by Noriyuki Morimoto
The ramen industry has established a firm position in Japanese food culture and is thriving. Its development has been supported by intense competition.
Through the principle of survival competition, stores that win the competition and support of customers prosper, while others are weeded out. Through the overflow of entrepreneurial spirit that immediately fills the void to open new stores, the quality of ramen improves while prices remain reasonable, which drives the growth of the ramen industry. Ramen looks like the honor student in capitalism.
It is difficult to invest in a ramen business. The business does not require large facilities, large inventories, or large numbers of staff to open, so financing is either not necessary or kept minimal. It is also extremely difficult for banks and other financial institutions to consider them as loan projects because the probability of failing is too high.
Essentially, the ramen industry is a pre-capitalist industry rather than a capitalist one, because it can be established without relying on a financial function and with minimal equity capital. This structure encourages vigorous new entrants, and competition is fierce because the barriers to entry are low.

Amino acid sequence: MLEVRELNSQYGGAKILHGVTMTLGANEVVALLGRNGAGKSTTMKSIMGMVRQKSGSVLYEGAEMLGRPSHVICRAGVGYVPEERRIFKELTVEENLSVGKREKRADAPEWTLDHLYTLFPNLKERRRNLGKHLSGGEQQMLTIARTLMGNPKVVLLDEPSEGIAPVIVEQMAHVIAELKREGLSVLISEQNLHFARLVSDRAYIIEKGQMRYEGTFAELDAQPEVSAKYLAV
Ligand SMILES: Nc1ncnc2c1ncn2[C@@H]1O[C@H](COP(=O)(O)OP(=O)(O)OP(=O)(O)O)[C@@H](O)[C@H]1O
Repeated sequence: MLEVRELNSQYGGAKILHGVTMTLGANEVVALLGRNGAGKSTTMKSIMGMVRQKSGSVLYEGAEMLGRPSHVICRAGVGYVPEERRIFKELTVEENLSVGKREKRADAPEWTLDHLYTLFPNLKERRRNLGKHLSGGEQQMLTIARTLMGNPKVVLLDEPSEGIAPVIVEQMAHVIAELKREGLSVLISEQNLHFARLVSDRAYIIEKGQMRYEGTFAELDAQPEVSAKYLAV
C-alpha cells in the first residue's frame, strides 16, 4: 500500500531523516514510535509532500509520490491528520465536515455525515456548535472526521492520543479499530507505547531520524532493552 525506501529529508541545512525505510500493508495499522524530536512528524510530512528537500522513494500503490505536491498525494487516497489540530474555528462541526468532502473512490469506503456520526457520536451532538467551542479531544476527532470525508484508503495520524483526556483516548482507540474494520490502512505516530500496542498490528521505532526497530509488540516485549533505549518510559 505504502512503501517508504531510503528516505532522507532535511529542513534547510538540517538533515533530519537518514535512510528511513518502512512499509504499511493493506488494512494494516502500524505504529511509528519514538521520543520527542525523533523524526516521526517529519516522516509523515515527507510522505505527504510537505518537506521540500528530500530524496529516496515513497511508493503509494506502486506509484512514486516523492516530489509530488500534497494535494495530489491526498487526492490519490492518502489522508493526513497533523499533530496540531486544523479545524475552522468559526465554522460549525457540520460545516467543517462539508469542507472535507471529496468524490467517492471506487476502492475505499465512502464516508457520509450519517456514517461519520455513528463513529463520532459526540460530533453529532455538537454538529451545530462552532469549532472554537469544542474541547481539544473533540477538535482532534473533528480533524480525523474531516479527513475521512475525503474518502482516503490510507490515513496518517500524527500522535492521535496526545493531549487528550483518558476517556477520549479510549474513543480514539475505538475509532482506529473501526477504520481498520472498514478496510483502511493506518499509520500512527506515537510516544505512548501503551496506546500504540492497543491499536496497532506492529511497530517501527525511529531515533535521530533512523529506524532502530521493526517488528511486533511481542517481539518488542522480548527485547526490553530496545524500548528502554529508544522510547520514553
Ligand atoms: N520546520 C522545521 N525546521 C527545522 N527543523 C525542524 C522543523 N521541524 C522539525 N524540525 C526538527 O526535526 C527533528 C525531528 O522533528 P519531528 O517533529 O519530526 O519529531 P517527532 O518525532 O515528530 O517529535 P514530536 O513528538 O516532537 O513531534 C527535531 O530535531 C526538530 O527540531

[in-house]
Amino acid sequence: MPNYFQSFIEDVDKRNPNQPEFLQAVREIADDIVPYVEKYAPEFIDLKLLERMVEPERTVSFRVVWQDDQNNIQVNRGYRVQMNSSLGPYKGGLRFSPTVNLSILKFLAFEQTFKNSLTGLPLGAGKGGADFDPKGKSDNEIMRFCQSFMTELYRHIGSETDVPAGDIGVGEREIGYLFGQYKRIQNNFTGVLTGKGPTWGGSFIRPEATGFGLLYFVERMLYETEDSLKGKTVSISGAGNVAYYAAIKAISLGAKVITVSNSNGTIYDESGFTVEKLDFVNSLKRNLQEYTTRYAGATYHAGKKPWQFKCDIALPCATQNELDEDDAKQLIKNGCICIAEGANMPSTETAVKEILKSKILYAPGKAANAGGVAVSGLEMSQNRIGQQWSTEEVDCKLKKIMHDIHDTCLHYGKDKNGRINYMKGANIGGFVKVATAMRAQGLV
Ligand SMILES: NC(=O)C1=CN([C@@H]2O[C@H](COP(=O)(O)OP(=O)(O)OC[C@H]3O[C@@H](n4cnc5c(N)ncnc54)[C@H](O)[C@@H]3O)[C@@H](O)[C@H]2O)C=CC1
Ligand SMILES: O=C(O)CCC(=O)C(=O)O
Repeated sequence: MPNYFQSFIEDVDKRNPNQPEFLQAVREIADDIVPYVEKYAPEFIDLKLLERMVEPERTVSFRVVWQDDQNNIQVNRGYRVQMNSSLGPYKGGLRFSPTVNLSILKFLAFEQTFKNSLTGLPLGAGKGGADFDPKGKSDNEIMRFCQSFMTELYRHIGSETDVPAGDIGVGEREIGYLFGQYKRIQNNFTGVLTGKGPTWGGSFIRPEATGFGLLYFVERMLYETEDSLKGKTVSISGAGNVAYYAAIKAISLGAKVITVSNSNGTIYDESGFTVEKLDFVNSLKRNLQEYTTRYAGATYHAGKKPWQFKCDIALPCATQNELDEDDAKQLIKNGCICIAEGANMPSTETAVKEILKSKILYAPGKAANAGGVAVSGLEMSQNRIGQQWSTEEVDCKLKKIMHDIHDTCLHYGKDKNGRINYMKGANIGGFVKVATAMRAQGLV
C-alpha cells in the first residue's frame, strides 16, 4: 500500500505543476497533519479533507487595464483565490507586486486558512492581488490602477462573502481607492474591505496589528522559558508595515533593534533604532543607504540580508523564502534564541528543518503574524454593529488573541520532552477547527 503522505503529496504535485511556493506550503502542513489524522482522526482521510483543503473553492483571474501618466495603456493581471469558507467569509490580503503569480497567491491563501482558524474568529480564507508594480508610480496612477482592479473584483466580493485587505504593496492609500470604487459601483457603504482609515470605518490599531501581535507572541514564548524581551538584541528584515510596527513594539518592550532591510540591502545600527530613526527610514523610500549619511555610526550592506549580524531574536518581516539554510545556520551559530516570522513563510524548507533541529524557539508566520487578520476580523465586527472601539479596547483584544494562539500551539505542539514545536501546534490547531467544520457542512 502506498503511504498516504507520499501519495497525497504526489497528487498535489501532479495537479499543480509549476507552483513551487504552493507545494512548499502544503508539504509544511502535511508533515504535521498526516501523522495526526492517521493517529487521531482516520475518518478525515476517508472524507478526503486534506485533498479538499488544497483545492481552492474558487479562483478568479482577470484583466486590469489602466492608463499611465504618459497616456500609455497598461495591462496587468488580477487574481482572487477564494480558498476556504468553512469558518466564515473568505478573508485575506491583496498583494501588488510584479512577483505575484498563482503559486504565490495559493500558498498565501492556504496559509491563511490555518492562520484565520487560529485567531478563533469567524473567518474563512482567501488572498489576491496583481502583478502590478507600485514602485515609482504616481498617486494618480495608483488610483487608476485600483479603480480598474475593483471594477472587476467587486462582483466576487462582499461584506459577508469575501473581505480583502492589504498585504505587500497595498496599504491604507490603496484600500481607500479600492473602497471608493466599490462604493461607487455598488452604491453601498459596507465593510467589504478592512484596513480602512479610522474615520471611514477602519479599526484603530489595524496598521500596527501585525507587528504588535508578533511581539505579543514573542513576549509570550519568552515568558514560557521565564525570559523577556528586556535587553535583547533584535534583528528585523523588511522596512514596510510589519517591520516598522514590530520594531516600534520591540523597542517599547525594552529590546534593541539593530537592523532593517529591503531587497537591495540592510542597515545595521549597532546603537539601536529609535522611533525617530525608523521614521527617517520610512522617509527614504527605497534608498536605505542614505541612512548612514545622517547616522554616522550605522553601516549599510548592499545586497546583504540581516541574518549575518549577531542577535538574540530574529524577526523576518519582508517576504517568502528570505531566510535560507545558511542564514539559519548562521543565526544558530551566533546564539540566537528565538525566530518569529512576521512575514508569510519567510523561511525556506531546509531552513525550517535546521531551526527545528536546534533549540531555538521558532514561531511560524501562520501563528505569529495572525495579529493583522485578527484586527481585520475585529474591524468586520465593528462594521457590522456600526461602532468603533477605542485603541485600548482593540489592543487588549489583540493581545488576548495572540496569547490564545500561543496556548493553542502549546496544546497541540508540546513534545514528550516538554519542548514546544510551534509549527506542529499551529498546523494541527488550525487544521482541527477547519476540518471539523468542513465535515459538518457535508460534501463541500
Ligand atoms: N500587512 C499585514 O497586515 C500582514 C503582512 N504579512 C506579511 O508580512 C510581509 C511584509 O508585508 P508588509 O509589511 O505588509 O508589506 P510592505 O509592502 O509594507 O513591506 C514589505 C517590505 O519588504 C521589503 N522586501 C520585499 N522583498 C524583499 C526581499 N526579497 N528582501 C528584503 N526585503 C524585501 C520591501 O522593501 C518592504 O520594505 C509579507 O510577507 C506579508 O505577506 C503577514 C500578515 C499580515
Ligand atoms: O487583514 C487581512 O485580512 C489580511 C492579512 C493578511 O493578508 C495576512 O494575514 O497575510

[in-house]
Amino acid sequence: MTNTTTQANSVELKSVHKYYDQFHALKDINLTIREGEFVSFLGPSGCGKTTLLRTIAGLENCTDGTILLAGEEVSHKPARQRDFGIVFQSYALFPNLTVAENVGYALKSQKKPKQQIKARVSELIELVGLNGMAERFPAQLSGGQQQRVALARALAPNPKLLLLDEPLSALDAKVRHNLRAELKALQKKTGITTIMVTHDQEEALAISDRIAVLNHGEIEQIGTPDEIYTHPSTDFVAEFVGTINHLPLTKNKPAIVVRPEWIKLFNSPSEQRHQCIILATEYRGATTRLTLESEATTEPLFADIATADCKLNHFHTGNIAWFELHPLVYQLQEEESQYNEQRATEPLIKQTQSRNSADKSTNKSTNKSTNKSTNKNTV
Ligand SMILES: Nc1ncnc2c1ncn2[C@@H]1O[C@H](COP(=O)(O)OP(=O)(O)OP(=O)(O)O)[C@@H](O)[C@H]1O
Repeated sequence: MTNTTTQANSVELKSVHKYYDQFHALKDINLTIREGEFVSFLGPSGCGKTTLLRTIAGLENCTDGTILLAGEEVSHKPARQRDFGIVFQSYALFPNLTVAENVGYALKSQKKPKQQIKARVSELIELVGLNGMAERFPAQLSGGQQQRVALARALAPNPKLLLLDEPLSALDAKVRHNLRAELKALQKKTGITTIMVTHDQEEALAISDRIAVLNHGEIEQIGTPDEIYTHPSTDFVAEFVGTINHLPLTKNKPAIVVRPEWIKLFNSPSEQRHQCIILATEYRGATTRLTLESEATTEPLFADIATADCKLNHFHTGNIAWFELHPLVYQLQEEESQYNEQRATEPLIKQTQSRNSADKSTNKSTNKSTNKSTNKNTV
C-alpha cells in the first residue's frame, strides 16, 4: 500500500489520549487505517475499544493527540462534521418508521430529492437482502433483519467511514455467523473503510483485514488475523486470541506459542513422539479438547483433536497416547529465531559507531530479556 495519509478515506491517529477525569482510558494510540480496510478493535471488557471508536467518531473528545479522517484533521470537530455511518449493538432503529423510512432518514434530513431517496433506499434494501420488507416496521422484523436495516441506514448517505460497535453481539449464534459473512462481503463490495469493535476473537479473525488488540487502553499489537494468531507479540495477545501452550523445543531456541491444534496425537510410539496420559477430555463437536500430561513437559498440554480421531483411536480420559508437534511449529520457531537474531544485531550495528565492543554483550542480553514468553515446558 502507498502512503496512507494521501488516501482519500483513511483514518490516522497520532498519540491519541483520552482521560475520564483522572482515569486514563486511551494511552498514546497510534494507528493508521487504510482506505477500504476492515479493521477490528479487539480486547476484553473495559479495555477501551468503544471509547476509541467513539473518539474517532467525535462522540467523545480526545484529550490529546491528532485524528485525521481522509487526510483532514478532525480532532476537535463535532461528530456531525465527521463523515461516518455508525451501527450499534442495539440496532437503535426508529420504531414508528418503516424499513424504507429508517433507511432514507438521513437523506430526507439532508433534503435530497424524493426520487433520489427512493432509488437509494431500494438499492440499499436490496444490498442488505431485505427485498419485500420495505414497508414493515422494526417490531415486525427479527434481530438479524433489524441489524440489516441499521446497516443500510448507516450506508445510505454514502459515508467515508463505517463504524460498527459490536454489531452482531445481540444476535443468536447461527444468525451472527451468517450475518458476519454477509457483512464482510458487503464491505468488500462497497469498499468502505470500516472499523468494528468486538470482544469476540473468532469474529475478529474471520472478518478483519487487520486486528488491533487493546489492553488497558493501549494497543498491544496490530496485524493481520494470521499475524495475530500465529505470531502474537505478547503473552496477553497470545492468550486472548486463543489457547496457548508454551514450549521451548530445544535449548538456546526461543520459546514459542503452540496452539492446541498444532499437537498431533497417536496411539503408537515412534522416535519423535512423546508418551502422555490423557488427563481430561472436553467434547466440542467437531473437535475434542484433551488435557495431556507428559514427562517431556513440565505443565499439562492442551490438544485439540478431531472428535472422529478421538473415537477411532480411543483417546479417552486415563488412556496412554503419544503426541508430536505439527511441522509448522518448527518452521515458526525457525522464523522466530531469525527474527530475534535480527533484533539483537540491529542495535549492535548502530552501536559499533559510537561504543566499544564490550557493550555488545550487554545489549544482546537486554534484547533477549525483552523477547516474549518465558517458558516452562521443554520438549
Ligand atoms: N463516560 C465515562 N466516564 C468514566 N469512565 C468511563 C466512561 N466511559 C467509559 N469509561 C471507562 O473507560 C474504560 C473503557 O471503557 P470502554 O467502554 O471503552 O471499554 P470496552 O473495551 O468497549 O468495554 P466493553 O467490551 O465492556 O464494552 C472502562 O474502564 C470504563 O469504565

In the ramen industry, the human capital of the chefs is the deciding factor. The venture spirit seen in the active entrepreneurial landscape is the same as what brought about the rise of capitalism. When capital is provided to this spirit, and system is developed to amplify human capital many times over, the capitalization of ramen would be established.
When businesses aspire to robotize the ramen chef’s skills, when large amounts of capital become needed to invest in the development and production of robotic technology, and when the stage of competition shifts from craftsmanship to robot technology, the ramen industry will join the ranks of capitalism, where the invested capital would bring economies of scale and an industrial structure that allows capital to multiply.
The problem is that no one wants to eat ramen noodles made by robots.
[Category /Deconstruction of Finance]
Chief Executive Officer, HC Asset Management Co.,Ltd. Noriyuki Morimoto founded HC Asset Management in November 2002. As a pioneer investment consultant in Japan, he established the investment consulting business of Watson Wyatt K.K. (now Willis Towers Watson) in 1990.